Spanish companies don’t just talk about sustainable best practices, they implement them—just one more reason why the Spanish food industry is a benchmark for the rest of the world.
Sustainability is the buzzword on everyone’s lips nowadays, describing the growing trend that is fast becoming the sign of our times as we forge ahead into an era that, like it or not, will certainly be marked by both environmental challenges and uncertainty. But when it comes to Spanish companies, this word signifies much more than just a trend, it defines both the reality and commitment of these businesses to carrying out sustainable good practices as they lay the groundwork for the future.
Many Spanish companies have been developing sustainable products, projects and plans for several years now, often in conjunction with Spanish universities, research organizations and/or government-sponsored initiatives. Others have invested heavily in their R+D+i departments in an effort to create more sustainable and innovative goods and practices. Whatever the case, many Spanish companies are at the forefront of this movement, thanks to the development and implementation of sustainable projects that are worthy of both mention and acclaim.
The following is a small sampling of six noteworthy projects that have been undertaken by Spanish companies in the spirit of sustainable good practices. All of these businesses form part of the Red Española de Pacto Mundial, the network of Spanish companies that have become partners of the United Nations Global Compact, a voluntary initiative based on company commitments to, “implement universal sustainability principles and to take steps to support UN goals.” Thus far, this compact boasts nearly 10,000 companies in 159 countries across the globe.
Grupo Calvo, “Zero Waste Project”
Started in Spain in 2017 by Grupo Calvo, a giant in the Spanish conservas (fish and seafood canning) sector, the goal of this project is to improve waste management and treatment in both production plants and offices. One of the goals is to reach zero waste by 2025 at the company’s Carballo production center in Galicia. This means that 100% of the non-hazardous waste produced at this factory would be classified and subjected to “value enhancement,” resulting in its conversion into raw materials or energy, and thereby keeping it out of landfills. This project has also been implemented in the company’s factories and offices in El Salvador, Costa Rica and Brazil since 2018.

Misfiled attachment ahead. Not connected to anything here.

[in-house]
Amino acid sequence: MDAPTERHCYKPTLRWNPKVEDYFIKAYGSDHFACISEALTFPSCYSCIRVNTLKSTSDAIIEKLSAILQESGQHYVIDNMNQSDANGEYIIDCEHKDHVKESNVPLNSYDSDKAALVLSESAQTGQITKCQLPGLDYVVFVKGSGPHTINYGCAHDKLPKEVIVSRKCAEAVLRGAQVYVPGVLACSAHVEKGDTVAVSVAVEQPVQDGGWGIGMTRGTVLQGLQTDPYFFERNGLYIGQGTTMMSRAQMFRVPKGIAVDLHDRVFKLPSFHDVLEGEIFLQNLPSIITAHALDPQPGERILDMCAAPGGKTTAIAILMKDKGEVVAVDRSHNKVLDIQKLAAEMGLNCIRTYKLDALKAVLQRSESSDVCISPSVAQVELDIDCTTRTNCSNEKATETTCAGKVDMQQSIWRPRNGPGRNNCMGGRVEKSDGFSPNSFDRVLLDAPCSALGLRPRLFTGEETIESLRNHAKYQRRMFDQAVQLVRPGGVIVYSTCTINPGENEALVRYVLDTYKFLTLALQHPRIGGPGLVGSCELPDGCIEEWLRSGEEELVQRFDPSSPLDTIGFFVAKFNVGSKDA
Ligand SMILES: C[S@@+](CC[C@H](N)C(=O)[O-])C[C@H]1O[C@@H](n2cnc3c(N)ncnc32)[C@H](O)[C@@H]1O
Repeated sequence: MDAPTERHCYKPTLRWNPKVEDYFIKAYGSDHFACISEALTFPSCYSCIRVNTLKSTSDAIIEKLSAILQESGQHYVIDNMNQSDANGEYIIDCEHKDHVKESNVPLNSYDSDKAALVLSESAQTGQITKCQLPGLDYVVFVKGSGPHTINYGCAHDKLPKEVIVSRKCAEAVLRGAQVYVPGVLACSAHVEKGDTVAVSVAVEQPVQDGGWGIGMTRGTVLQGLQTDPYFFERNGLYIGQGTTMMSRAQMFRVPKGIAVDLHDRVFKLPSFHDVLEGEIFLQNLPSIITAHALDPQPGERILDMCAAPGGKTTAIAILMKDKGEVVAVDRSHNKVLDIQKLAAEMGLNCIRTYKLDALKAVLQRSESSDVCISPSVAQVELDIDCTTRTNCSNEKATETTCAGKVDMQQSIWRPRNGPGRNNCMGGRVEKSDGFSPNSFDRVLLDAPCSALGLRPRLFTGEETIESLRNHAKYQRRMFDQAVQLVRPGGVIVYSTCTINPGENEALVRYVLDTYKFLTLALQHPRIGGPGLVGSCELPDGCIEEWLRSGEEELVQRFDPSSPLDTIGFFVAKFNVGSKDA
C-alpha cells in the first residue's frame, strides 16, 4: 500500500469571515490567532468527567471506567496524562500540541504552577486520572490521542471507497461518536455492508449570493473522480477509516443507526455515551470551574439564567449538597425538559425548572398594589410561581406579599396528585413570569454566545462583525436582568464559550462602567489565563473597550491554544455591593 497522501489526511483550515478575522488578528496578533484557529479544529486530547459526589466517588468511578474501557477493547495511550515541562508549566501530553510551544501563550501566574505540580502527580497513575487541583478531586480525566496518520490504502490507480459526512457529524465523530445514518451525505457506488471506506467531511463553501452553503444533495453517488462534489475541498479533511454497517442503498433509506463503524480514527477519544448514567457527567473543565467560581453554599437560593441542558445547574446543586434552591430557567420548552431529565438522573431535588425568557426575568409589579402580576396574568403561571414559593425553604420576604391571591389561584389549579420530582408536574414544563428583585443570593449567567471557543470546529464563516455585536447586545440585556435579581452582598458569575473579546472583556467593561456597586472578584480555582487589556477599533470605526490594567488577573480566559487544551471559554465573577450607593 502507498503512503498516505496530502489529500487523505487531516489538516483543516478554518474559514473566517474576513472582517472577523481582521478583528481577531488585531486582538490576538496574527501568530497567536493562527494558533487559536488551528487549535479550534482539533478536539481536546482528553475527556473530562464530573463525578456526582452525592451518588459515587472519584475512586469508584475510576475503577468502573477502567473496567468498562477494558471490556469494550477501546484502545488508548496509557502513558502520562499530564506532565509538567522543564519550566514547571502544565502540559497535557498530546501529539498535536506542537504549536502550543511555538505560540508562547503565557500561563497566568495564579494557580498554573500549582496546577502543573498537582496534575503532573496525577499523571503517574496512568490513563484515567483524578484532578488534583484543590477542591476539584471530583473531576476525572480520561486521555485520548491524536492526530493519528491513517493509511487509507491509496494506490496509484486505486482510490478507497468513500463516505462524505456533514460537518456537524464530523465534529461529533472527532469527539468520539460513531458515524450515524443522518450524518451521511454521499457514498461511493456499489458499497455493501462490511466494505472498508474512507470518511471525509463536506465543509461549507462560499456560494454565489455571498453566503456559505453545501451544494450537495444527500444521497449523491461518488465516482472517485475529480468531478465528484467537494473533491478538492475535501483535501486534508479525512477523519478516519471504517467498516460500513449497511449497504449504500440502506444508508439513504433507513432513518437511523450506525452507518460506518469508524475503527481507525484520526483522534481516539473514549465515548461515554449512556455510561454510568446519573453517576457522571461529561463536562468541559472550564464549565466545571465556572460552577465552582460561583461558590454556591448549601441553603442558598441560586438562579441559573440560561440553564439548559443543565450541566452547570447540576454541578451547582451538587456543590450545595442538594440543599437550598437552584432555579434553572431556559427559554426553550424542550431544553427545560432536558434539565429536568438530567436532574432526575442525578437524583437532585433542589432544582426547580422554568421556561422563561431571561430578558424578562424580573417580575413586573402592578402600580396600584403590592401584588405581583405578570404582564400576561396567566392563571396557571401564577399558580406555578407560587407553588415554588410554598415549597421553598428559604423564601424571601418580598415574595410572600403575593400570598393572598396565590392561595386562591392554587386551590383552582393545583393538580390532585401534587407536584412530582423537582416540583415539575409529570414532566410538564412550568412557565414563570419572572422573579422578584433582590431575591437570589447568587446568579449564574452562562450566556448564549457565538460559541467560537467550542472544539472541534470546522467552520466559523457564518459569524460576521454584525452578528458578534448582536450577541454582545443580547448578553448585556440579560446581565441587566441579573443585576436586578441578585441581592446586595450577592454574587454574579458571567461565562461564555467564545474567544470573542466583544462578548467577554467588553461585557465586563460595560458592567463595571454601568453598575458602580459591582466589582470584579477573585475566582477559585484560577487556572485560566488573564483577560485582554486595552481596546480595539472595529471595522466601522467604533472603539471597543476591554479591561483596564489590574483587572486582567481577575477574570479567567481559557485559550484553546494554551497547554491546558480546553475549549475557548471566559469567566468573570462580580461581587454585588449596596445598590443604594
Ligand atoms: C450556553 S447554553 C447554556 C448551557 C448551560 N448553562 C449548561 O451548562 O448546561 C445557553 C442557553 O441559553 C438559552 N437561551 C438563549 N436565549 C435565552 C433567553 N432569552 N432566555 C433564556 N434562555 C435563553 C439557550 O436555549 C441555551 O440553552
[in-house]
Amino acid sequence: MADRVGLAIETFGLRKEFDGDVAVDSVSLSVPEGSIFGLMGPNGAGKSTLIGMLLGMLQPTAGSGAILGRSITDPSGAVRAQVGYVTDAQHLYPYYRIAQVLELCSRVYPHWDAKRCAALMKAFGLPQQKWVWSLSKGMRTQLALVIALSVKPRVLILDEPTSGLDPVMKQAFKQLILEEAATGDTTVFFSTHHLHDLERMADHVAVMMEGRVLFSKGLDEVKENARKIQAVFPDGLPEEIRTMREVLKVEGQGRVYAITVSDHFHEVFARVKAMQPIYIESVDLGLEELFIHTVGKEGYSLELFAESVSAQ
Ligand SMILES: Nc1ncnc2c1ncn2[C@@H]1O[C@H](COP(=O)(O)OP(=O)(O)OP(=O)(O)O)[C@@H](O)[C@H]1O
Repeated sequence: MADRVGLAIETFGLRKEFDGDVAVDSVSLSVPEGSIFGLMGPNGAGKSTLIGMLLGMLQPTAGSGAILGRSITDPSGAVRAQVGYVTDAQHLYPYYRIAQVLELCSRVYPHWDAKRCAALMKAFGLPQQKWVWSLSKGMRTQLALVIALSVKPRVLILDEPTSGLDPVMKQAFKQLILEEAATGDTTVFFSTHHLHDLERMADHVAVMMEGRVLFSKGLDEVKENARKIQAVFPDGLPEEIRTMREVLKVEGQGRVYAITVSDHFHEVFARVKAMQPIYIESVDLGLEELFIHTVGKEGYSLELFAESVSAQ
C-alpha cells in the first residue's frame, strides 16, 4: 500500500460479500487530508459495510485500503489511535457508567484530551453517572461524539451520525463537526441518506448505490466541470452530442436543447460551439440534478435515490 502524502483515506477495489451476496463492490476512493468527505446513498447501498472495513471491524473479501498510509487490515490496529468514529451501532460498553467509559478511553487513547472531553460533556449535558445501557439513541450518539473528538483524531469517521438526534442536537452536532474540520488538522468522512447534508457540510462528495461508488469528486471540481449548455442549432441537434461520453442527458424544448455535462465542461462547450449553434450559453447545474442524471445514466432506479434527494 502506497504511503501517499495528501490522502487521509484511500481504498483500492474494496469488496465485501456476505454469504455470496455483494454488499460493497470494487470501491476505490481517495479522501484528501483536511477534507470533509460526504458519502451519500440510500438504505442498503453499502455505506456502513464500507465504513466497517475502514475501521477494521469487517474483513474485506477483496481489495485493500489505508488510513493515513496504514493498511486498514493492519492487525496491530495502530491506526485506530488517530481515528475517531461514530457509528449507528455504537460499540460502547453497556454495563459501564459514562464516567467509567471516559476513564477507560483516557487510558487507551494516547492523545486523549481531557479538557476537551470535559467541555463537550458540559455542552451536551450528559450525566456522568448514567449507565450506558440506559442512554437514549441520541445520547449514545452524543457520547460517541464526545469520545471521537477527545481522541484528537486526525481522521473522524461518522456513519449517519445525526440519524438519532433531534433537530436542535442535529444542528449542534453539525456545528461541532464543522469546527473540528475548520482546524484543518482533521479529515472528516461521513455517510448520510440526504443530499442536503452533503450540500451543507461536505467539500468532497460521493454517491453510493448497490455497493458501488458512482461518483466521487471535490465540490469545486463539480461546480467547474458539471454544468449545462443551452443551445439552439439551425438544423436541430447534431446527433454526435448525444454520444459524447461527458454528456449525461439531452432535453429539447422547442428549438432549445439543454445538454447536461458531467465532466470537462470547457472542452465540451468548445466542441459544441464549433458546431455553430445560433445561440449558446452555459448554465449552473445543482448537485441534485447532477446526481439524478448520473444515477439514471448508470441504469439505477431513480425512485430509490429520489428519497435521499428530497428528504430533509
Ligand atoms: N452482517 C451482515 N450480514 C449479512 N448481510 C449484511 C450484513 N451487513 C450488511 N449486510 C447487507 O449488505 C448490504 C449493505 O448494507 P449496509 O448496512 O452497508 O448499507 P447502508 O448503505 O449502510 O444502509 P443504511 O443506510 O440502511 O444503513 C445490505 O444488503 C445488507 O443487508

Grupo Conservas Garavilla, “Responsible Quality”
Spearheaded by another company from the Spanish fish and seafood canning industry, this project centers on the responsible and sustainable traceability of all of the company’s products, ensuring that best practices are implemented from the time the products are taken from the sea until they arrive to your dinner table. Carried out in cooperation with the International Sustainable Seafood Foundation, the project also focuses on the promotion of a healthy diet and the fight against food waste.
Fruits de Ponent, Action against Climate Change
This trading cooperative represents nearly 180 fruit producing families in Catalonia, Aragón and the Ebro River Basin. Therefore, it should come as no surprise that the focus of this project is the continuation of the company’s ongoing commitment to implementing sustainable practices that will contribute to the reduction of greenhouse gases per ton of fruit produced, by using, among other things the most efficient methods possible, as well as technologies that are respectful of the environment.
Coato, Promoting Sustainable Agriculture
Located in the town of Totana (Murcia), this agricultural cooperative represents producers of pimentón, fresh fruits and vegetables, almonds, olive oil, honey and other agri-food products. Since 1998, Coato has been committed to helping its members minimize the environmental impacts associated with agriculture by promoting sustainable practices and programs that have included shifting to organic agriculture, developing bio-technology, conserving water and soil, protecting valued landscapes, etc.
Mahou San Miguel, Sustainable Water Management
That a beer company should be interested in clean water and efficient water management sounds like good business, but Mahou-San Miguel has managed to turn this interest into good sustainable practices that produce massive results in terms of saving both water and energy. This ongoing project involves collecting, filtering and recycling the water that is used in rinsing empty beer bottles. It is then repurposed for the pumps for the refrigeration systems that are used throughout the rest of the beer-making process. If this weren’t enough, Mahou San Miguel has also just published a guide to good and sustainable practices in conjunction with the Red Española de Pacto Mundial.
Ebro Foods, Sustainable Agriculture Initiatives
This Spanish food-industry giant represents a range of different food companies, the most important of which comprise its “rice division,” one of three, which dates back to 1950 and accounts for 52% of Ebro’s total sales. It is here that the company has implemented a project together with the Sustainable Agriculture Initiative, to promote sustainable rice farming practices by educating producers with regard to crop protection, the environment, diversity and fertilization.